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The Chambermaid (La Camarista) – Film Review

The Chambermaid (La Camarista) – Film Review
by Pat Viale

Director: Lila Avilés
Writers: Lila Avilés, Juan Carlos Marquéz
Stars: Gabriela Cartol, Agustina Quinci, Teresa Sánchez

Set entirely within the confines of the luxurious Hotel Presidente Intercontinental in Mexico City, Lila Avilés’s début film follows the daily routine of Eve, a 24 year old chambermaid as she cleans, tidies and caters to the often ridiculous demands of the affluent guests on the 21st floor for which she is responsible. Though the slow pace and sparse dialogue allows us to see the drudgery of the life Eve is forced to lead, the film is anything but monotonous. Avilés, in fact, creates a tension and empathy for her protagonist that remains with us long after the film ends.

What we learn about Eve’s life “outside” is gleaned only from asides: from her phone calls we know that she has a four year old son, Ruben, whom she rarely sees; she doesn’t have a shower in her home which is a two hour bus journey away; she doesn’t have a boyfriend. Gabriela Cartol’s controlled performance communicates Eve’s dreams and frustrations mainly through gesture and facial expression, without ever saying much. We can see, however, that she longs for something more in her life as she attempts to obtain a diploma with the help of classes offered by the hotel.

The red dress, too, left in the guest lost-and-found, which Eve constantly enquires about, becomes a symbol of the life she longs for, though we ask ourselves where would she ever have the occasion to wear such an expensive item.  And her rapt attention as she reads Richard Bach’s “Jonathan Livingstone Seagull” lets us guess that she too longs to fly free, away from the struggle and boredom of her daily life.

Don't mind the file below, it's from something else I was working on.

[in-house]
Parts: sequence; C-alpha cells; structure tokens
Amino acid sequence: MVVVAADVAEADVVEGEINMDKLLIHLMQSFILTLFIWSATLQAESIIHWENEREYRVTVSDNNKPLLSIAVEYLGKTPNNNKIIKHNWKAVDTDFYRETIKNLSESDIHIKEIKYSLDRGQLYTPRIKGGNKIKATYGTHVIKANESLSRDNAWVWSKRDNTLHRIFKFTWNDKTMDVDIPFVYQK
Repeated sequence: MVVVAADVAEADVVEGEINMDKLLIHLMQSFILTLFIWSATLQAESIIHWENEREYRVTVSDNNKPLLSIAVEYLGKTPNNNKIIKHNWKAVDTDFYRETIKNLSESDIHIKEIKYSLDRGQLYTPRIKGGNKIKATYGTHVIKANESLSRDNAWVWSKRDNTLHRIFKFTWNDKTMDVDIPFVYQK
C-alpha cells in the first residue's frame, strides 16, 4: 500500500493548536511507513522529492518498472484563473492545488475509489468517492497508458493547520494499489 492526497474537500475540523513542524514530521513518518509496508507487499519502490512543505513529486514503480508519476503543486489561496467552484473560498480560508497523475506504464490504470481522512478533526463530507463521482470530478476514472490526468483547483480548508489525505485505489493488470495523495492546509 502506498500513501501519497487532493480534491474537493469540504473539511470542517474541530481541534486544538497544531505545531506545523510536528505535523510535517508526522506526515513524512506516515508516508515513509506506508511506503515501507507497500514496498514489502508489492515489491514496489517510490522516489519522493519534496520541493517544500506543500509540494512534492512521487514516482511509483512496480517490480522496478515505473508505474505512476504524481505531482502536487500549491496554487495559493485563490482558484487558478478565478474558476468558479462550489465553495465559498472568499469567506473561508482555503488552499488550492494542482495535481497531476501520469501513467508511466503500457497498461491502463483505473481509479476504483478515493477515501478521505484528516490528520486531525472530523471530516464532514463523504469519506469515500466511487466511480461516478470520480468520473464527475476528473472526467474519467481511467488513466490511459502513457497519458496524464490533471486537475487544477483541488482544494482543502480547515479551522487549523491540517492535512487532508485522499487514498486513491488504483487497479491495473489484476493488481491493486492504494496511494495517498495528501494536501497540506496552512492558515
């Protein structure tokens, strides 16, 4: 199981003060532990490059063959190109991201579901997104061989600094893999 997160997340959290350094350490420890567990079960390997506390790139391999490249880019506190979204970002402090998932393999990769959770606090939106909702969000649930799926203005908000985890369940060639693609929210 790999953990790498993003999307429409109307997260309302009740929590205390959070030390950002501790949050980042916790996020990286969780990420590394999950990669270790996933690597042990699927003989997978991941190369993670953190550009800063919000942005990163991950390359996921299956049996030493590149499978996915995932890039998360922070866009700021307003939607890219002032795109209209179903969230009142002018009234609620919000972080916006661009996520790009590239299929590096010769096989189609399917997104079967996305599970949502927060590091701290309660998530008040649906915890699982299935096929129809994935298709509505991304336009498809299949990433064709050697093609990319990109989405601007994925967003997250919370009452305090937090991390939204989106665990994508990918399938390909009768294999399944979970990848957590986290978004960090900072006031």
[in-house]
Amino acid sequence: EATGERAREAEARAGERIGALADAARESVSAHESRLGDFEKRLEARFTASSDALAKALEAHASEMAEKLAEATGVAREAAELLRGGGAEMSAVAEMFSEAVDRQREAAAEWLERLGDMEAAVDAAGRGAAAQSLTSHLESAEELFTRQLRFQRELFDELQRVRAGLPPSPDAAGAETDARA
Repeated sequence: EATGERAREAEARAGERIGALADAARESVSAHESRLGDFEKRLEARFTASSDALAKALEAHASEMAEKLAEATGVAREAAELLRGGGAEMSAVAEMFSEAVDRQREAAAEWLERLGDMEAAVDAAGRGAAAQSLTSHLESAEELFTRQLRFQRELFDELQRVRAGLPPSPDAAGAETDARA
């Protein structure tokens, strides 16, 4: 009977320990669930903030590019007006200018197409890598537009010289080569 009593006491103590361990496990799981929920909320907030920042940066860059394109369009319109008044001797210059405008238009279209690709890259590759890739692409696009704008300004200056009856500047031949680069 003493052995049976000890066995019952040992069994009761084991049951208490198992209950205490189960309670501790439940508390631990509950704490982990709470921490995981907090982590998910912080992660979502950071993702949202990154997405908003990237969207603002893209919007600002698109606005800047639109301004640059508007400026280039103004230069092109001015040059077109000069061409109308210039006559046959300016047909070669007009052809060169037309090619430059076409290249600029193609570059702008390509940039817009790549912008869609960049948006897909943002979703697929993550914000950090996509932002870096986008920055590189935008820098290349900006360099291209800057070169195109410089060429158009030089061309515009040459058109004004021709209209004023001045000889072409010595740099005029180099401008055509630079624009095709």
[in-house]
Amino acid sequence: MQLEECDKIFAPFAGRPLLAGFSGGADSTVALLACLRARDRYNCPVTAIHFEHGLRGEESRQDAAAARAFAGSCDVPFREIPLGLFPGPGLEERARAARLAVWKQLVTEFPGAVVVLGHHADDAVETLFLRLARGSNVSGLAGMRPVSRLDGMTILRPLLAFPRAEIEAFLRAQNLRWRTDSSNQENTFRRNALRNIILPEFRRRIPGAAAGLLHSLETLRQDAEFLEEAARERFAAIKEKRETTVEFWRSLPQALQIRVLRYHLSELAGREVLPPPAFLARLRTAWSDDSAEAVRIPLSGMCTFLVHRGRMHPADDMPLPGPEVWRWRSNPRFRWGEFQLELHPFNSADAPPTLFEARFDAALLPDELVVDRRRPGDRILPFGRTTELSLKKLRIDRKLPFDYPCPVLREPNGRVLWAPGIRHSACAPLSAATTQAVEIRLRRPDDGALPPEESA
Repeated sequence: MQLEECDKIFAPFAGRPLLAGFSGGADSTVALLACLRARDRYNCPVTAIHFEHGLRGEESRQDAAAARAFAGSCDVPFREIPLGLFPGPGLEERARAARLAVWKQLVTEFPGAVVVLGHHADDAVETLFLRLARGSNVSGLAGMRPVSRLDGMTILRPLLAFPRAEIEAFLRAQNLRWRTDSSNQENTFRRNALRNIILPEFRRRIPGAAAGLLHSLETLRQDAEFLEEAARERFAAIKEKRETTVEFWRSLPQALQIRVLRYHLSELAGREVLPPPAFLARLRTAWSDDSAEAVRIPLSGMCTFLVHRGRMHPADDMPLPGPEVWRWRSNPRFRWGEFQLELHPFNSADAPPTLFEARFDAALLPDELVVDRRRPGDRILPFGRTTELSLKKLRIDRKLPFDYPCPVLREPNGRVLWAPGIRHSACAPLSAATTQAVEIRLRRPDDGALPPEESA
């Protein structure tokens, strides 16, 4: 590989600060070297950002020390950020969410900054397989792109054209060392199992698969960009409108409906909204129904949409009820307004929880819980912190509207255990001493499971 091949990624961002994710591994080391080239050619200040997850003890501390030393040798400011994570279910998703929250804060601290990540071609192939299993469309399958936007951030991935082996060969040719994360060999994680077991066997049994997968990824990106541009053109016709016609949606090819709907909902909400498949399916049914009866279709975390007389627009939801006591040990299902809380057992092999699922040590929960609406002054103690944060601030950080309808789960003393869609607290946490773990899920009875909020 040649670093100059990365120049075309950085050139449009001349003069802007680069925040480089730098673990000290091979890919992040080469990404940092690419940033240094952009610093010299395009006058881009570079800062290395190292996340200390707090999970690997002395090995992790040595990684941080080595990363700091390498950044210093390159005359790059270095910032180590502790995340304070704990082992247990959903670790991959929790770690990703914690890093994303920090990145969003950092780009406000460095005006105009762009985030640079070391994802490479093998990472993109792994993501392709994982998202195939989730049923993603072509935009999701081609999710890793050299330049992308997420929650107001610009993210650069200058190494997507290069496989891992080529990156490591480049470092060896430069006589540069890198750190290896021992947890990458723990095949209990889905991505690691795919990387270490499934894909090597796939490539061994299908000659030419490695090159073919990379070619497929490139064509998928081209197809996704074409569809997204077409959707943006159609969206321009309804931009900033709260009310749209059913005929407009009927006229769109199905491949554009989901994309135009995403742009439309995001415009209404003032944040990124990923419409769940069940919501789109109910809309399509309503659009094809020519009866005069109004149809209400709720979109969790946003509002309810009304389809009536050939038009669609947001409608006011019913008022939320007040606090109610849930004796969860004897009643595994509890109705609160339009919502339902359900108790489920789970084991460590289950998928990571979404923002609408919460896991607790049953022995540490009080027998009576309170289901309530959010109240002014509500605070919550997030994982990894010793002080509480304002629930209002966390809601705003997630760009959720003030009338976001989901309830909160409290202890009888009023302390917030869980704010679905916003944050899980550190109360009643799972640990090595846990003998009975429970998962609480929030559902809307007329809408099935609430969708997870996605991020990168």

Avilés’s film is a moving portrayal of a life limited by circumstances but is also a striking social commentary on the inequalities of the society in which Eve finds herself. To many of the guests she is seen as a commodity, there only to fulfil immediately their often arrogant requirements. Even the well-meaning Argentinian woman who is grateful for the help Eve gives her with her baby son shows no understanding of her situation, suggesting expensive hand creams which Eve could never afford to buy and making promises for a brighter future, which she doesn’t keep.

Avilés’s film offers a limited canvas but behind Eve’s daily grind we are introduced to a whole world of dreams, hopes and betrayals that are the fabric of her life. There is little action and few dramatic gestures in The Chambermaid, but the film has an authenticity that is rare and offers a real insight into the life portrayed. A rare gem.

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